As far as European full-sized sedans go there’s two that having been going head to head for ages now. The BMW 5 series and Mercedes-Benz E-Class may sit in the shadow of their 7 Series and S-Class flagships, but each still play a lead role in the ultimate luxury, prestige and technology stakes. The Mercedes-Benz E-Class sedan is a sophisticated looking pearler that very near mimics the limousine scale S-Class in terms of looks and gadgets. But can it match its direct competitor the suave and dynamic BMW 5 Series? Chris Bowen and Trevor Long took the brand’s latest and greatest sedan for a week of varied driving. Here’s our view of the Mercedes-Benz E400 Sedan 4MATIC.
It’s All About the Badge.
Let’s face it, for those after a dose of luxury the three-pointed star badge is one of the first that comes to mind. Rightly so too, the Germans certainly know how to make a car and the E-Class has a long and successful lineage to back up such a purchase. The car exudes perhaps the most dramatic presence found in this segment. It’s just a beautiful car from every angle, so much so it needs the appropriate home and driveway to match. While certainly a large car, the company has managed to craft a vehicle that blends sophistication while still looking a little edgy. Owners of the flagship S-Class must surely baulk at the near identical E400 4 MATIC.
What Do You Get?
The E 400 4MATIC arrived late after the initial 2016 launch of the E 200, E 220 d and the E 350 d models. What you score under that enormous, elongated bonnet is a twin-turbo petrol V6 that provides all four-wheels with 245kW at 5250rpm and 480Nm. Outside of the AMG E43 this is certainly the quickest E-Cass with 0-100km/h arriving in 5.2 seconds. All models score a nine-speed automatic transmission. The E 400 MATIC also scores trick LED Multibeam headlights and a panoramic sunroof. But it’s the interior and technology that really impressed us the most.
Audi have the wonderful and still class-leading virtual instrument cluster and surgically constructed cabin, BMW have stuck with a somewhat classical dash, but Mercedes-Benz has gone screen crazy up front. There is a twin setup that incorporates 12.3-inch screens side by side, with the one to the left of the instrument cluster acting as the infotainment screen. This creates one high definition glass panel that flows seamlessly across the cabin. It also provides for the largest display of Apple CarPlay we’ve seen, simply glorious although lacking BMW’s wireless connection.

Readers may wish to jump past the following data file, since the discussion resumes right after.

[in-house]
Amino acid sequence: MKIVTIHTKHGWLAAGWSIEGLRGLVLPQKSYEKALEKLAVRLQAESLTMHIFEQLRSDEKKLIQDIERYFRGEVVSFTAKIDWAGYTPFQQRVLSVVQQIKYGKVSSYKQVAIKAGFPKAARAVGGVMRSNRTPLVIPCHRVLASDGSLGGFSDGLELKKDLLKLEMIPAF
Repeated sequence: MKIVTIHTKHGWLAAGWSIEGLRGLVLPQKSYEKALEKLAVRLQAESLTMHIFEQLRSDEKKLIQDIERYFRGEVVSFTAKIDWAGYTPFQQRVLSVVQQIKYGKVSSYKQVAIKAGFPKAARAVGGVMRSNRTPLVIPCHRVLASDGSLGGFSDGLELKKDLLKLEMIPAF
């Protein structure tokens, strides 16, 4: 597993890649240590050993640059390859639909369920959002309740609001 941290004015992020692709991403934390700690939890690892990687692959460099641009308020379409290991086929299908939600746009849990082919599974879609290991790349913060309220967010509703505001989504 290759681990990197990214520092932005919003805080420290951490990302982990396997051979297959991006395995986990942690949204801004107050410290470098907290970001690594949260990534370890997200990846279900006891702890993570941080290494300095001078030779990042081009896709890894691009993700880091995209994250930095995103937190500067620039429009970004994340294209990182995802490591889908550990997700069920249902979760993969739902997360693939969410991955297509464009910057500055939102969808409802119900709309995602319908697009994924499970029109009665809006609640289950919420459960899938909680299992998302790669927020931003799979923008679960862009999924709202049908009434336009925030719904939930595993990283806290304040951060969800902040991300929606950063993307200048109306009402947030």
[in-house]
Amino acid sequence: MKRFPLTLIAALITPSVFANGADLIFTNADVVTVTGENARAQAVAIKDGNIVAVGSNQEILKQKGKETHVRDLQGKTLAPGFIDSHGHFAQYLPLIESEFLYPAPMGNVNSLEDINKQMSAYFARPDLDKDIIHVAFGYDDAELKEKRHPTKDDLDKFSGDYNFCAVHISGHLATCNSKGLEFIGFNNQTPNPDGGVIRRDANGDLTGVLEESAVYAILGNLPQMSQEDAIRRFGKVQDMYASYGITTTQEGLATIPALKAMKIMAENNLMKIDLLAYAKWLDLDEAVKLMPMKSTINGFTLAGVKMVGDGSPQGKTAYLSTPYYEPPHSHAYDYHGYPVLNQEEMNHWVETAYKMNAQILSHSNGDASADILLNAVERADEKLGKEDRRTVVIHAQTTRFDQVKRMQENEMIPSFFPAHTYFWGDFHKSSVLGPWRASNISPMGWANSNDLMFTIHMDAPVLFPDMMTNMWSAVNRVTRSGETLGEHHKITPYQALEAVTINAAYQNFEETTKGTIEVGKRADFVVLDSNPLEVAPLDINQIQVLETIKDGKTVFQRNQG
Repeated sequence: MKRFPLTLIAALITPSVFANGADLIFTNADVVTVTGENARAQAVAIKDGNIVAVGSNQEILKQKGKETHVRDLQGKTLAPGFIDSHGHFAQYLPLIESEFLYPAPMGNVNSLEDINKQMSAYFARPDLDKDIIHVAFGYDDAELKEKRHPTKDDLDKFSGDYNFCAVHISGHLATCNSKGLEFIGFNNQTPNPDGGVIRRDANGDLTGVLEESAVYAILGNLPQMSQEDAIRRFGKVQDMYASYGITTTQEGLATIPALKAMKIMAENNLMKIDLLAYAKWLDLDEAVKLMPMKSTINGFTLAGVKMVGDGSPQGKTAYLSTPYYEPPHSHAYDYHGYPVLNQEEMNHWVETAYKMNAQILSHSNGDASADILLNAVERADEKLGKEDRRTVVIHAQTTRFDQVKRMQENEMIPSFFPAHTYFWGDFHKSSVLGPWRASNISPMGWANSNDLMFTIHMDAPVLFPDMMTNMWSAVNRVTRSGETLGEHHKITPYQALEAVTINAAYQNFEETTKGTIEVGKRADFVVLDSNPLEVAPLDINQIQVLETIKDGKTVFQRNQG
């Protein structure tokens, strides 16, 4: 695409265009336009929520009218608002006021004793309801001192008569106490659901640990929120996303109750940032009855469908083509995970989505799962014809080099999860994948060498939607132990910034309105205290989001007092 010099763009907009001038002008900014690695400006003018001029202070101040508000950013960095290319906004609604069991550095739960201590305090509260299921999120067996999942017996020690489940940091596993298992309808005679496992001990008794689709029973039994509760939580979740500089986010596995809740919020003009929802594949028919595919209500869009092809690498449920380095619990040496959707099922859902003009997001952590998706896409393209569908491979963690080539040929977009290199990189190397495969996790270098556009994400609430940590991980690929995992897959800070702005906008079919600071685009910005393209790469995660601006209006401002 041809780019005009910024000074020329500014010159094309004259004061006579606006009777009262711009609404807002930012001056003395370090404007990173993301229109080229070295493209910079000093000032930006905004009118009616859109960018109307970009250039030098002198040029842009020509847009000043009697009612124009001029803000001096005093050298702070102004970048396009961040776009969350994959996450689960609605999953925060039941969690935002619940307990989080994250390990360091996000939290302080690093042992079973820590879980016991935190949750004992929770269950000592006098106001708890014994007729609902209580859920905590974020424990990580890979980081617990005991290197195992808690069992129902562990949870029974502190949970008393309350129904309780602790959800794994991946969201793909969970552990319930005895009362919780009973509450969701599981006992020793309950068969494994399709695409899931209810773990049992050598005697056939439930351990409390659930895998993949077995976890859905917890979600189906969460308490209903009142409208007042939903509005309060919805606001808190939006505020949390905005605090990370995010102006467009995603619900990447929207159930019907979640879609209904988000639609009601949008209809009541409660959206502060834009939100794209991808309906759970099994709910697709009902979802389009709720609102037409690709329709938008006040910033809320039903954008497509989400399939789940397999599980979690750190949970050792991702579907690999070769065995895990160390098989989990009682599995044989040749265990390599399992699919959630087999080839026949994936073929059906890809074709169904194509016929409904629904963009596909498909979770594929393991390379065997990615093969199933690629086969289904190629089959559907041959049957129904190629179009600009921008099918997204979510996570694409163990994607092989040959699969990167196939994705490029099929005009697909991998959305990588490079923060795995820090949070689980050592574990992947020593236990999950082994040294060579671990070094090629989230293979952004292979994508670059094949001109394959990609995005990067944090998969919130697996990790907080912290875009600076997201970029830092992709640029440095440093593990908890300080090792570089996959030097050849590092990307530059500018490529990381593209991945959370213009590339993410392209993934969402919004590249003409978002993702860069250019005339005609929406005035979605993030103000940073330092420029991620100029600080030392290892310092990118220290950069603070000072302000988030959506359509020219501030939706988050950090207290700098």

It takes some time to comprehend how the E-Class operates. The interface and level of technology is a little intimidating and led to one of the rare occasions we consulted the manual. For example, there are mini touchpads on either side of the steering wheel, one can cycle through the main centre master screen the other can adjust and alter the instrument cluster styles and open menus.
The COMAND Infotainment system can also be operated via a central dial and once mastered is a crisp and quick way to access just about every conceivable detail you could want. Although quickly tracking back and forward on a music track is still a mystery for me.
The Driver Assistance package PLUS package that comes as standard allows for the best execution of semi-autonomous driving to date. Tesla may claim their Autopilot system is ultimately superior, but Mercedes-Benz have locked down a program that simply works, every time. While the adaptive cruise control, automatic lane keeping and AEB can be found on plenty of competitors the E-Class combines all of it so smoothly. It makes what can otherwise be unnerving tech, comfortable. It’s also the first vehicle to change lanes off its own bat when holding down the indicator that I truly trust. In fact there is so much driver assistance technology going on in the car look out for a standalone article on EFTM soon.
It’s a very rarefied cabin to sit in, along with being a remarkably hushed drive. With the windows shut you could hold meditation classes inside at 250km/h if our speed limits allowed it. Being the big bopper engine outside of the E43 there’s no hassle getting the beast up to speed. The engine note is far from engaging, instead being restrained. But it is potentially lethal to much more aggressive egos at a set of lights.
I wasn’t overly impressed by the overall ride quality however. Sure, the car sits on 20-inch rims, but ordinary roads do faze the big Merc in a most unceremoniously way. It can cruise along like silk on the highway but feel tormented by rural roads. As a steer it also lacks the try dynamism BMW nail, through corners it lacks a degree of coordination and leaves the driver feeling a little uncertain about its capabilities. This is despite the AIR BODY CONTROL system that automatically adapts to the road surface. But with five different drive modes it’s possible to dial up or down the fun, but just not with the same athleticism as the opposition.
The top of the range E 400 MATIC model tested here kicks off from $139,611. It was coated in standard Iridium Silver Metallic paint and included a black leather interior with ‘Black Ash’ wood trim. You can certainly go way beyond this price point, the options interior wise go on and on. Fuel economy is rated at 8.4L/100km, I averaged 10.1L/100km after a few days of combined urban / freeway driving.
The EFTM Rubber Stamp of Approval.
As far as a luxury car goes the Mercedes-Benz E-Class does the job very well indeed. Short of buying a car suitable for the absolute elite like the S-Class, then you are on very safe ground here. As a driver’s car it’s not as focused as a BMW 5 Series, but for making a statement about what you’re all about it’s basically unsurpassable. I award the Mercedes-Benz E 400 4MATIC the EFTM Credit Rubber Stamp of Approval.